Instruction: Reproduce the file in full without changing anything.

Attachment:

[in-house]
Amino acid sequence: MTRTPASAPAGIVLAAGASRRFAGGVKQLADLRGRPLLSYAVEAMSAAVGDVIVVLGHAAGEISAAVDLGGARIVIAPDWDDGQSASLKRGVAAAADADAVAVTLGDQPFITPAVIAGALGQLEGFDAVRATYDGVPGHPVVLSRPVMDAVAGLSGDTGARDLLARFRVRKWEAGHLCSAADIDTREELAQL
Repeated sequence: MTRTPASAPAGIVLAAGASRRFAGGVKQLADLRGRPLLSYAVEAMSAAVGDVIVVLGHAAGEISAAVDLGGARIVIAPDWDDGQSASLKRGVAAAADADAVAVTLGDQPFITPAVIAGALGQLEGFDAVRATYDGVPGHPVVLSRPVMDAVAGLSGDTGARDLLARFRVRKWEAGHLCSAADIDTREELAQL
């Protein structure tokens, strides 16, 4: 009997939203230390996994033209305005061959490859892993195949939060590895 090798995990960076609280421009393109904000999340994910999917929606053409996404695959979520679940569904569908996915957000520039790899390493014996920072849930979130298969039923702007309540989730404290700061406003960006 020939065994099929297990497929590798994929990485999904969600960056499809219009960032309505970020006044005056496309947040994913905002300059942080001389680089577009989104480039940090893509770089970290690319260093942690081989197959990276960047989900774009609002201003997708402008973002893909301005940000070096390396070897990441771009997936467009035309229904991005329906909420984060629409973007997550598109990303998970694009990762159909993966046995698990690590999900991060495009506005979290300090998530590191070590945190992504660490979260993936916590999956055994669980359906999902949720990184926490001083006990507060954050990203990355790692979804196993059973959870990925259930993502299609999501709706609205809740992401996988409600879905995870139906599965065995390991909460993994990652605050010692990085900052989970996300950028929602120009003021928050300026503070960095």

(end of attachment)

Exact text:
[in-house]
Amino acid sequence: MTRTPASAPAGIVLAAGASRRFAGGVKQLADLRGRPLLSYAVEAMSAAVGDVIVVLGHAAGEISAAVDLGGARIVIAPDWDDGQSASLKRGVAAAADADAVAVTLGDQPFITPAVIAGALGQLEGFDAVRATYDGVPGHPVVLSRPVMDAVAGLSGDTGARDLLARFRVRKWEAGHLCSAADIDTREELAQL
Repeated sequence: MTRTPASAPAGIVLAAGASRRFAGGVKQLADLRGRPLLSYAVEAMSAAVGDVIVVLGHAAGEISAAVDLGGARIVIAPDWDDGQSASLKRGVAAAADADAVAVTLGDQPFITPAVIAGALGQLEGFDAVRATYDGVPGHPVVLSRPVMDAVAGLSGDTGARDLLARFRVRKWEAGHLCSAADIDTREELAQL
């Protein structure tokens, strides 16, 4: 009997939203230390996994033209305005061959490859892993195949939060590895 090798995990960076609280421009393109904000999340994910999917929606053409996404695959979520679940569904569908996915957000520039790899390493014996920072849930979130298969039923702007309540989730404290700061406003960006 020939065994099929297990497929590798994929990485999904969600960056499809219009960032309505970020006044005056496309947040994913905002300059942080001389680089577009989104480039940090893509770089970290690319260093942690081989197959990276960047989900774009609002201003997708402008973002893909301005940000070096390396070897990441771009997936467009035309229904991005329906909420984060629409973007997550598109990303998970694009990762159909993966046995698990690590999900991060495009506005979290300090998530590191070590945190992504660490979260993936916590999956055994669980359906999902949720990184926490001083006990507060954050990203990355790692979804196993059973959870990925259930993502299609999501709706609205809740992401996988409600879905995870139906599965065995390991909460993994990652605050010692990085900052989970996300950028929602120009003021928050300026503070960095």